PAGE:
Every writer’s story has its theology. It may or may not be an intentional theology, yet it is there, inevitably. As a world is built, so are its beliefs. For a Christian, reading fantasy is not simply about reading a good story; it’s about discovering the arc of belief the story tells and discerning its validities and downfalls. To add to our enjoyment of a good story, we have the excitement of holding it up transparently before the Story of God and finding its parallels and tangents.
For a person who loves a character-driven story, this is never so much fun as when looking at the heroes of the story. How do our popular heroes reflect our collective theology? How do some authors break from that homogeny to portray heroes who do not represent our cultural concepts? I especially love how Tolkien unabashedly relies on his belief system to create his concept of a hero.
In The Hobbit, we’re faced with the most unlikely of heroes. Conventional belief would point toward Thorin as the story’s champion. (Certainly Peter Jackson seems to secretly think so.) He is the one with royal heritage. He has the skill, the swagger, and the following to secure his spot. But ultimately he fails, and it’s the little guy who whines about pocket handkerchiefs and drizzle who gets the title credit.
Similarly, though there are numerous heroic characters in the Lord of the Rings trilogy, one “fat hobbit” stands out as Tolkien’s professed hero: Sam, the gardener who knows he will be unsung in the future tales, the one who is scarcely noticed between the time Gandalf pulls him into the story and his return to the Shire. Of all four hobbits, Sam is the least likely to carry the hero’s title. He is certainly the most uncomfortable about it.
These choices don’t simply make for an interesting read with unexpected twists. They say something deeply meaningful about Tolkien’s theology. They tell us that Tolkien favors the same kind of hero God does.
In his quest to find Israel’s next king (hero), Samuel learns God’s methods:
But the Lord said to Samuel, “Do not consider his appearance or his height, for I have rejected him. The Lord does not look at the things people look at. People look at the outward appearance, but the Lord looks at the heart.” (1 Samuel 16.7, NIV)
In choosing Gideon to lead Israel’s army, God knew quite well that he was choosing “the least in my entire family,” and that said family was “the weakest in the whole tribe.” Yet he still calls Gideon “mighty warrior” and tells him he’s intended to be a hero.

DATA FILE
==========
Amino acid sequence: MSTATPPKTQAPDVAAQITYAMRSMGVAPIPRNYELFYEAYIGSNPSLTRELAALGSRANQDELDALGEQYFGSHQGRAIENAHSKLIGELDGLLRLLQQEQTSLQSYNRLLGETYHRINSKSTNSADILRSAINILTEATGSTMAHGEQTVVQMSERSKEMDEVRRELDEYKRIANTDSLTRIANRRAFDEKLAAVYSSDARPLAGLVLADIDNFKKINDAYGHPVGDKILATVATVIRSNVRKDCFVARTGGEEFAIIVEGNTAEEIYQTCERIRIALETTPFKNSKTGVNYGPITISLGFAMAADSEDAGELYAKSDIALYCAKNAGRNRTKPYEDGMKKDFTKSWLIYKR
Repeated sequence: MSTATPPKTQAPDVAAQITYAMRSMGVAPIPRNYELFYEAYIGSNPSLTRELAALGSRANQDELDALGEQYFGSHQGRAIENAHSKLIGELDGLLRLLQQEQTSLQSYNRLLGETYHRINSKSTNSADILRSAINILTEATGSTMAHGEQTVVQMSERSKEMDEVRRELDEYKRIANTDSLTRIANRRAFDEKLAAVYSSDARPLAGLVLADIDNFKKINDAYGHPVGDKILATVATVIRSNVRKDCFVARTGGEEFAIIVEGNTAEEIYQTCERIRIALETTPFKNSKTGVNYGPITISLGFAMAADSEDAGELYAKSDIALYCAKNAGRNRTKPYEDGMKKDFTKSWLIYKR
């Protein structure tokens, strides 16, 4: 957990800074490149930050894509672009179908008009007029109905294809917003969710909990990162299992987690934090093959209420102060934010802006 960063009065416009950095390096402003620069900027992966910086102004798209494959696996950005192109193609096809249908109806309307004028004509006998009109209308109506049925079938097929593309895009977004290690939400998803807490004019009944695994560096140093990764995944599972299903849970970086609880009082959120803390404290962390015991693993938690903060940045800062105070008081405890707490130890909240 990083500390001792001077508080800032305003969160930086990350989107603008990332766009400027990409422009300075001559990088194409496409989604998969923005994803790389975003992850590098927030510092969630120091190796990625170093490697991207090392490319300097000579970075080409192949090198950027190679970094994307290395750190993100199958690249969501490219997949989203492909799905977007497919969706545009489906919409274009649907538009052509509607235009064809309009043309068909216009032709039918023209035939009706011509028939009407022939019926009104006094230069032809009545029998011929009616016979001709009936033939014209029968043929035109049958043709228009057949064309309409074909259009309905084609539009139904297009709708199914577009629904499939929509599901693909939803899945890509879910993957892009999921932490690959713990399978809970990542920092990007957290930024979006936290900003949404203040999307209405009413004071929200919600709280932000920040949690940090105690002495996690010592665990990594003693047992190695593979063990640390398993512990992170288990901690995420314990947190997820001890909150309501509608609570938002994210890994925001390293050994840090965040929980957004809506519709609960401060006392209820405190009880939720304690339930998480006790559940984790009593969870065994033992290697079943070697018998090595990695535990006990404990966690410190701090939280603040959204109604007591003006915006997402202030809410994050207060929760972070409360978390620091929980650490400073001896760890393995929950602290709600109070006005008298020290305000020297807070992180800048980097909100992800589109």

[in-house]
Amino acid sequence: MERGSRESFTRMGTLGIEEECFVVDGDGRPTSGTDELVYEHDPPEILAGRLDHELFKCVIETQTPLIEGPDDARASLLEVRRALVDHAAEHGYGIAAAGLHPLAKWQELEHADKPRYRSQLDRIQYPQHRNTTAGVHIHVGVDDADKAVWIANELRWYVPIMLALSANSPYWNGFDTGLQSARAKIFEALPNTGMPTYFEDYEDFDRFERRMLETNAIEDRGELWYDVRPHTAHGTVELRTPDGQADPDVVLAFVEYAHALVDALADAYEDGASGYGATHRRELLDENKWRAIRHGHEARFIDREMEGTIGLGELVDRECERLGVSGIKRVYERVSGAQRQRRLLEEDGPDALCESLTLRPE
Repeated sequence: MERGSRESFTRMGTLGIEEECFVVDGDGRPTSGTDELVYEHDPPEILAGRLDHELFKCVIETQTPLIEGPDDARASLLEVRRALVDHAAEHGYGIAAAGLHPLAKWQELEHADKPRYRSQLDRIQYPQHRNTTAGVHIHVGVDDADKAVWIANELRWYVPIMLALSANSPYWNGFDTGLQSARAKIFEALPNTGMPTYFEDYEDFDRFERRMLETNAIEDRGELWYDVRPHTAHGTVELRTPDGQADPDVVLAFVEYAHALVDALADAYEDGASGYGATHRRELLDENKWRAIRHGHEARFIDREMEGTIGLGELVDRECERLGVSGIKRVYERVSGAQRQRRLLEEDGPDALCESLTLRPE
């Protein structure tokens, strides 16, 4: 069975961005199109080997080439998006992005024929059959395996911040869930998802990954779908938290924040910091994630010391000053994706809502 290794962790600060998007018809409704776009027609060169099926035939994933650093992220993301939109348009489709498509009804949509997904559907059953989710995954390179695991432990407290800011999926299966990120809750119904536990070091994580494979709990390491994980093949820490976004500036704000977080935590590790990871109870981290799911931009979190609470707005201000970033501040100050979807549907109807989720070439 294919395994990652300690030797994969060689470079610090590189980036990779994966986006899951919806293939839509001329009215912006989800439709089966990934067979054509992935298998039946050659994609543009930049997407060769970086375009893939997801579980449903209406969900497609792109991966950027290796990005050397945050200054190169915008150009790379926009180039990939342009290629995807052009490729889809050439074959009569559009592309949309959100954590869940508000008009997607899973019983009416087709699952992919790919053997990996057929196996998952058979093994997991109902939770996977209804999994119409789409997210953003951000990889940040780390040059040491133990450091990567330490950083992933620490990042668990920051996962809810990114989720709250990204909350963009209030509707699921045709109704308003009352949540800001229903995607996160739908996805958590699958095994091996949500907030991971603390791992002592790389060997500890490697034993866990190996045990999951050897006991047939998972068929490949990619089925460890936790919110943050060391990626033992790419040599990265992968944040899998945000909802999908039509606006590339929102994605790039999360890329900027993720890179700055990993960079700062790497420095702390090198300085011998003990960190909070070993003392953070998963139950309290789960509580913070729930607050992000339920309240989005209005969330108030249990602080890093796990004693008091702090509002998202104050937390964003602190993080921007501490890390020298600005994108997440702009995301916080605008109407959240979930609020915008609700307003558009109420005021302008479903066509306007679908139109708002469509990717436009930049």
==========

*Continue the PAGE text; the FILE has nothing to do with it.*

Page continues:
God also chooses a frightened young girl to be the Messiah’s own mother.
Tolkien has a firm grasp on the divine definition of hero, and he wields it deftly and unashamedly.
Brothers and sisters, think of what you were when you were called. Not many of you were wise by human standards; not many were influential; not many were of noble birth. But God chose the foolish things of the world to shame the wise; God chose the weak things of the world to shame the strong. God chose the lowly things of this world and the despised things—and the things that are not—to nullify the things that are, so that no one may boast before him. (1Corinthians 1.25-29)
This is completely backward from the philosophy that brings us heroes like Katniss Everdeen and Thor. They come prepackaged for their deeds. Not necessarily willing, but ready. Like Thorin, they have the skills and the guts. Where comic book authors and modern writers with “modern” theology handpick the capable, Tolkien would have chosen the timid little sister or the real Clark Kent to achieve the impossible.
The choice seems quaint, even naïve to some decades later. Yet that choice lies deep in his theology, not simply his story-telling prowess. It’s the choice that allowed, rejoiced in, Merry and Eowyn’s pivotal victory on Pelennor. The two “excess baggage” characters save everything. It’s the same theology C. S. Lewis shared that chose Lucy Pevinsie to save Narnia.
Why is this such an appealing theology that it has remained popular while other fantasy works have dwindled? Yes, partly because Tolkien is a master. Also, because readers can see themselves, and seeing themselves in the everyman heroes, have hope for their own ability to act heroically. The hero who is chosen not because he or she is proficient but because he or she is willing—offers hope for our own possibilities.
Where is the wise person? Where is the teacher of the law? Where is the philosopher of this age? Has not God made foolish the wisdom of the world? For the foolishness of God is wiser than human wisdom, and the weakness of God is stronger than human strength.” (1 Corinthians 1.19-20)
Every story tells a tale of what its author believes. What we believe about our heroes shapes how we look for them, and what we ultimately find. Judging by the plethora of movies favoring words like Avengers, Guardians, and Justice, we are a culture seeking heroes. In a post-Christian, hyper-sold, cynical culture, we look for them in supernatural, super-powered ways, because our ability to believe in human heroes has suffered nearly-mortal assault.
The methods Tolkien, and Lewis, used decades ago reflect a different belief—one we could use to recapture faith in our world.
Jill’s love for hobbits and elves comes from her time as a literature teacher and as a lifelong reader of great stories. She also loves an epic challenge and a chance for grace wherever they exist. Jill is Pastor of Discipleship at Resolution Church in Illinois. She is the author of the young adult devotional Hobbits, You, and the Spiritual World.